Wednesday, July 30, 2014

Lights. Camera. Action?

by Jodi-Ann Burey

Last Saturday, I woke up, ate breakfast, scrubbed my clothes and hung them on the line. But this wasn’t just a normal Saturday morning in Balaka. This particular Saturday was my live TV debut! My workmate’s wife, who is a local TV host and editor, invited me to be on a program at Luntha TV. I had no prep and had no idea why I was asked to be on the show besides the fact that I don’t speak Chichewa and the station had been looking for a way to incorporate more English into the lunch hour program.

Luntha TV Entrance

I arrived at the station about 30 minutes before show time. Everyone seemed relaxed. No one seemed worried that the clock was ticking and their guest had no clue what was to happen next.

The producer, Kisswell, eventually introduced himself to me. When I didn’t understand his name, he started blowing kisses in the air saying, “Kisswell. Muah. Muah. Kisswell. I kiss well.” Harmless, of course, even funny now that I look back on it, but in the moment the feminist and New Yorker in me starting rising in my gut like a hot flame. Luckily for both of us, my anxiety about being on the show spared him my wrath. Five minutes of prep and he left me in the hallway to wait for my segment.

5 minutes.

15 minutes.

25 minutes go by.

Kisswell comes out of the studio and sits next to me. He informs me that they’ve experienced a technical glitch after the first segment and the IT guy is out of the office. I was relieved and disappointed at the same time. My debut had been cancelled.

Fast forward to today…

Despite the fact that it is NOT the rainy season, it’s been raining here all week. I tell people it’s because Balaka is crying since I’m leaving the district for good on Friday. It’s gloomy and rainy and certainly not the right conditions to motivate me to dress up and look pretty in the morning. I throw on some plain Jane clothes, no make-up and prance out of the lodge with my hair looking as it did when I got out of bed. I get to work, set up my computer and start typing away. My workmate enters the office to break the news that his wife has me scheduled for a live interview with her in 3 hours. The debut is back on!

Trying to do SOMETHING in the mirror.

Getting ready for TV!
Needless to say, I am not prepared. But I know her and feel more comfortable chatting with her on live TV than with some guy named Kisswell. We’re friends. I’ve eaten at her house. Her kids fall asleep in my arms! I will even be going to a wedding with her this weekend!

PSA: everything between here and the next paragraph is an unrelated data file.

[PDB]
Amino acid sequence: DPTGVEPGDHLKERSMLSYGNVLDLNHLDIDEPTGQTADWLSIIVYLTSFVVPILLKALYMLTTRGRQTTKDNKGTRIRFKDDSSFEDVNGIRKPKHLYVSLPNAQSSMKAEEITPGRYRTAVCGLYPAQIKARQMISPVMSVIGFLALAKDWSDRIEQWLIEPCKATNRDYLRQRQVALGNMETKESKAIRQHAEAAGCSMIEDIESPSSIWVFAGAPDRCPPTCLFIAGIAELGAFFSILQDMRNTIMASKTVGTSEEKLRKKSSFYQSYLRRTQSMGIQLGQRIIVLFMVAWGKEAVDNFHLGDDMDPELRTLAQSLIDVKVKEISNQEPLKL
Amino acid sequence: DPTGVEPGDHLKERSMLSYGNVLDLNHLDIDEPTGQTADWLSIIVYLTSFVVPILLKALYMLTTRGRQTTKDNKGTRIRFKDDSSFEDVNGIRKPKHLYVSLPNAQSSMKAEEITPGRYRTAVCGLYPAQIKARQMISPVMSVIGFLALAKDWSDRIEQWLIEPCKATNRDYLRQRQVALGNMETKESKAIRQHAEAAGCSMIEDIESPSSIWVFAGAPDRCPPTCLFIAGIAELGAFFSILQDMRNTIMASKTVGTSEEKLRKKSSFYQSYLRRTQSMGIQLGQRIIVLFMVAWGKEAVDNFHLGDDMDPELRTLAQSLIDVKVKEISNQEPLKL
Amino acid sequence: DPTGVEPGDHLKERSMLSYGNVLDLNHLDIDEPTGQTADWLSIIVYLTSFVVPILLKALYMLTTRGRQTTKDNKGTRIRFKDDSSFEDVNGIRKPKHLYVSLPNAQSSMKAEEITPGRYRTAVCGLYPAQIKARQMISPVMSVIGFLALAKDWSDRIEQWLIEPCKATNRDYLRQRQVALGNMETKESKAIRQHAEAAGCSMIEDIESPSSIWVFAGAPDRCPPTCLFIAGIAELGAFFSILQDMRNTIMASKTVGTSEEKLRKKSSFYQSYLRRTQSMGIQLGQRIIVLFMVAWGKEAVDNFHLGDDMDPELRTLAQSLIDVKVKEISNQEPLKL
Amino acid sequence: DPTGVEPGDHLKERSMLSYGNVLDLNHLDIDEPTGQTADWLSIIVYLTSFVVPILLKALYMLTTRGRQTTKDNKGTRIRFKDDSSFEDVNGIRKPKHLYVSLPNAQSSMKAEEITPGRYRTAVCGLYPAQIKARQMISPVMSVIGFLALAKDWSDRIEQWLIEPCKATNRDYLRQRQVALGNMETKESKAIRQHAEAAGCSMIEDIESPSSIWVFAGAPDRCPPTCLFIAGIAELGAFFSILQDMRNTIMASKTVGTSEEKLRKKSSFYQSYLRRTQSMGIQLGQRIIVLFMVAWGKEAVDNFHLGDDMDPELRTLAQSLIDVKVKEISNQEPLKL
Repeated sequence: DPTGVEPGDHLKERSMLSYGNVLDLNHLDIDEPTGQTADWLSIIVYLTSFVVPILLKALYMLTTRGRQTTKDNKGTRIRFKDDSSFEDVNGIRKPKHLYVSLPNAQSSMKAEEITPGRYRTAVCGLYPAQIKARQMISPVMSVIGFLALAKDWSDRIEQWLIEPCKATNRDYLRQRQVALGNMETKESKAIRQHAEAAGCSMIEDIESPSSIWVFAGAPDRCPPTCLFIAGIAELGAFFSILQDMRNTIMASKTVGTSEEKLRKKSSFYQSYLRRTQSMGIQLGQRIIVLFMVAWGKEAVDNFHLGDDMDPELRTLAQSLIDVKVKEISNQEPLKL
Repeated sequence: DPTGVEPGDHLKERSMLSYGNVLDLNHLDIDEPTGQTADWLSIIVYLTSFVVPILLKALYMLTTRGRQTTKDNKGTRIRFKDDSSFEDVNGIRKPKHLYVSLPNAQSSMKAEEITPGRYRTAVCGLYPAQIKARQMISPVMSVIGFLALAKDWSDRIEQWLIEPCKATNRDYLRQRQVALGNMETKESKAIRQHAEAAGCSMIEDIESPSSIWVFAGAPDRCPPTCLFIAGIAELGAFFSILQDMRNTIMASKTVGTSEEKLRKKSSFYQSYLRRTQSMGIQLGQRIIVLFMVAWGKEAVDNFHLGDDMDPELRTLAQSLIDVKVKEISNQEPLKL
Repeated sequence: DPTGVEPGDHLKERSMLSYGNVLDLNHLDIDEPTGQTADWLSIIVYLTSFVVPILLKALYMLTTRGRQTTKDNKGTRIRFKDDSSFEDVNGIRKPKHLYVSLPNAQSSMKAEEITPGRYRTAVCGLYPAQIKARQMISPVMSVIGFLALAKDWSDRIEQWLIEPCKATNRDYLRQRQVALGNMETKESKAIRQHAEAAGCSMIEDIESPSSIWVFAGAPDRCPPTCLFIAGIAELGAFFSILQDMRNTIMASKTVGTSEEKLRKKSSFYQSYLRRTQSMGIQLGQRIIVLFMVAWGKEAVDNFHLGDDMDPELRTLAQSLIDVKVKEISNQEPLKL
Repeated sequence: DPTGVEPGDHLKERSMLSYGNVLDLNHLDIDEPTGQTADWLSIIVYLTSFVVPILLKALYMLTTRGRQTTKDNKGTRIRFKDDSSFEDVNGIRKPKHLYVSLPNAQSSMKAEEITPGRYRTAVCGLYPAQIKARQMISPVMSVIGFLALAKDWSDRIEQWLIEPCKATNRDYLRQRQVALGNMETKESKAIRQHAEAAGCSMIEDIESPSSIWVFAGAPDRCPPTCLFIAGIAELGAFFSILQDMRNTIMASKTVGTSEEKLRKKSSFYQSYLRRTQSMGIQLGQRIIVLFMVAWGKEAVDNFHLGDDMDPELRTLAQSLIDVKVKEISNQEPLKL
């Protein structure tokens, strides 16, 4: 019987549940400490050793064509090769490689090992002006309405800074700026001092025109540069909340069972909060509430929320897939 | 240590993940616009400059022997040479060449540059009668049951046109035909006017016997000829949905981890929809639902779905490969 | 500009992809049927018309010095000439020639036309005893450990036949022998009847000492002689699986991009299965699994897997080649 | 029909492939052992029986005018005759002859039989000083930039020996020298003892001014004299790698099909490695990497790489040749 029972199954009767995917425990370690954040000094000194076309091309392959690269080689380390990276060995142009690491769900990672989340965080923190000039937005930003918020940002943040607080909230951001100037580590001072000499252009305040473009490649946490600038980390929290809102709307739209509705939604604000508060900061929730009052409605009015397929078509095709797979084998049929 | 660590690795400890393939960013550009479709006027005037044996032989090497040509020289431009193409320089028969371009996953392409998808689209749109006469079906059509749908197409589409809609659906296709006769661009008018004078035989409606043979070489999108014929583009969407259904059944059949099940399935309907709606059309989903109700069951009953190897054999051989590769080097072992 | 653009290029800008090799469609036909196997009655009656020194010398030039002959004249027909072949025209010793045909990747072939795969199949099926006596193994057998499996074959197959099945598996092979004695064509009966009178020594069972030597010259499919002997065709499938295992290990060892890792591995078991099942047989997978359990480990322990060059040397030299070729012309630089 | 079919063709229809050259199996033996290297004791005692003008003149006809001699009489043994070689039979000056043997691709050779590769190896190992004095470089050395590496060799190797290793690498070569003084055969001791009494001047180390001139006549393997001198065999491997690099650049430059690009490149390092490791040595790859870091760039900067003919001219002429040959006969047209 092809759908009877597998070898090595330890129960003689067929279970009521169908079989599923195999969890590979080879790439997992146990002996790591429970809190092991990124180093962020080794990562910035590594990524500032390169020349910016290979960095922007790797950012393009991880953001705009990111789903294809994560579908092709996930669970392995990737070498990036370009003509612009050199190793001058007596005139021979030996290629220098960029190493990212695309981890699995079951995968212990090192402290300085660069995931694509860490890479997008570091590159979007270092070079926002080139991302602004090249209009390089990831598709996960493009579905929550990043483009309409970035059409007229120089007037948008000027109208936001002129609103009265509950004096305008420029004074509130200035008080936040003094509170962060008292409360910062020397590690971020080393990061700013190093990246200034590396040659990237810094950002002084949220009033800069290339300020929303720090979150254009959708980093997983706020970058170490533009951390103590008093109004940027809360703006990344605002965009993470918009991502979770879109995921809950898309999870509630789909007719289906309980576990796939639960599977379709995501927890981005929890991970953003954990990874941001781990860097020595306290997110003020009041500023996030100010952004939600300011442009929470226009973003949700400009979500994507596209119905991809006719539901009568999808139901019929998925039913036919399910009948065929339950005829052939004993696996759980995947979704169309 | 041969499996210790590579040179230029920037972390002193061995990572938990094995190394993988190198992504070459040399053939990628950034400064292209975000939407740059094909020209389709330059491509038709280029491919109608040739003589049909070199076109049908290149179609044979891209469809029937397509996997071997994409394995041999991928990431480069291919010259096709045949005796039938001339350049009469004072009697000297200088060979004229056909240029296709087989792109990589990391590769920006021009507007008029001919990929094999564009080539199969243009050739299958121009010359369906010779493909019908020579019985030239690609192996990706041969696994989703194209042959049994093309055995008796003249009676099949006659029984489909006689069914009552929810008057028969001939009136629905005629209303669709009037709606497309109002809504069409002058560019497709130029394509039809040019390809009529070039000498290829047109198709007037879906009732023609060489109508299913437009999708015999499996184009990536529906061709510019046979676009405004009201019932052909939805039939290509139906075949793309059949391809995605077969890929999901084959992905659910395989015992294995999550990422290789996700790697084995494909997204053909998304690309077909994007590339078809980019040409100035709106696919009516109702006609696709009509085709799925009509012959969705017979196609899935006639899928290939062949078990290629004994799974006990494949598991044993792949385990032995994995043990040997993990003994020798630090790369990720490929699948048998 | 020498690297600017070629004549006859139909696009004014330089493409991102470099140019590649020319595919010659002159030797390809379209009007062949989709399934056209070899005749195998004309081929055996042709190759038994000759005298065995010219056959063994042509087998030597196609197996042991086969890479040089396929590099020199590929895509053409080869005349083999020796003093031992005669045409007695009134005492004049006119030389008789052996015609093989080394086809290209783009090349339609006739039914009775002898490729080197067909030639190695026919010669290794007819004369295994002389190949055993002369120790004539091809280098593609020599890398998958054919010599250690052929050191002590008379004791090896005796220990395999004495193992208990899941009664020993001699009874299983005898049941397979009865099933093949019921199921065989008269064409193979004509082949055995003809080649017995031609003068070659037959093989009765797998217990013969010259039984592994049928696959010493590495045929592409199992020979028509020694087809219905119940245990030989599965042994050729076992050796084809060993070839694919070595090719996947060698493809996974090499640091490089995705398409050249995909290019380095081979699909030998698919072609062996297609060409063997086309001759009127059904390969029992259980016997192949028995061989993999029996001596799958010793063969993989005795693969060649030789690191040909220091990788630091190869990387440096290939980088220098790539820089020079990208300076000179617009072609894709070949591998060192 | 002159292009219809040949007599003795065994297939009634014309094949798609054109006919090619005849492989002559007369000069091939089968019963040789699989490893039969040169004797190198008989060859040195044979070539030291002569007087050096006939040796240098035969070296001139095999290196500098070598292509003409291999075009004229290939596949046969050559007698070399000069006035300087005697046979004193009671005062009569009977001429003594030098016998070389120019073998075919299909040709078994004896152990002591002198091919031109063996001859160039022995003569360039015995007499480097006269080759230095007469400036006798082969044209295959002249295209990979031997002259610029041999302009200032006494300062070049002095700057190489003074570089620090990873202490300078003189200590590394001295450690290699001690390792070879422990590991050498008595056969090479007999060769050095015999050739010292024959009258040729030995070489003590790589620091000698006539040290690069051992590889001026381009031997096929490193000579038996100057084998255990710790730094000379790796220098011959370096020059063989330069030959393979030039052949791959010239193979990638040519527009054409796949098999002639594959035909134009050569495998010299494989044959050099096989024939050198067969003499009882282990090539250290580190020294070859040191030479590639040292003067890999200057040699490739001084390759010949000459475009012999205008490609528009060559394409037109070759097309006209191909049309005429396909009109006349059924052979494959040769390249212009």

Moments before our interview, she asked me to talk about the importance of young girls delaying marriage and learning more about the goals that they want out of life. This is a heavy message to give and I would have preferred more prep time to develop a responsible framing strategy. I felt apprehensive to get on TV and wag my First World fingers at young Malawian girls about not getting married and having babies too soon.

I decided to focus on the benefits of being in school. Each additional year a girl spends in school helps to improve her health outcomes and the health decisions that she makes for her family. Each additional year a girl spends in school she discovers more about herself, can decide her own goals and learn more ways to achieve them. I told them that who I thought I was before I came back to school is completely different from the person I am today.

I stopped and waited for the host to translate my message into Chichewa. She turned back to me and asked about my experiences in Malawi.

I spoke about my hike up Mt. Mulanje last weekend and admitted that although I am not a hiker, I wanted to do something that would challenge me. I related it back to setting a goals and working hard to achieve something that many may not expect.

I stopped and waited for the host to translate my message into Chichewa.

She asked if I had anything else to add.

I added that I understood the value and importance of having a good role model, but these girls don’t need to wait for a role model to do something different. They should feel confident to be their own role models, set goals for themselves and pursue their dreams, because there are other girls watching what they do.

I stopped and waited for the host to translate my message into Chichewa.

She thanked me. The TV monitor faded to black. My segment was done.

Saturday’s glitch was supposed to happen, I think. Because of it, my friend and I were able to have a girl power hour (okay, 10 minutes). It was incredible.

Balaka is so tiny, I’m sure a lot of people in the district will see the program. I don’t know if what I said will have an impact on anyone. I hope it will. But even if it doesn’t, I did walk away feeling more confident about my ability to encourage others to pursue their dreams. After all, isn’t that exactly what I’m doing now?

Me and Mphatso at the end of our segment!

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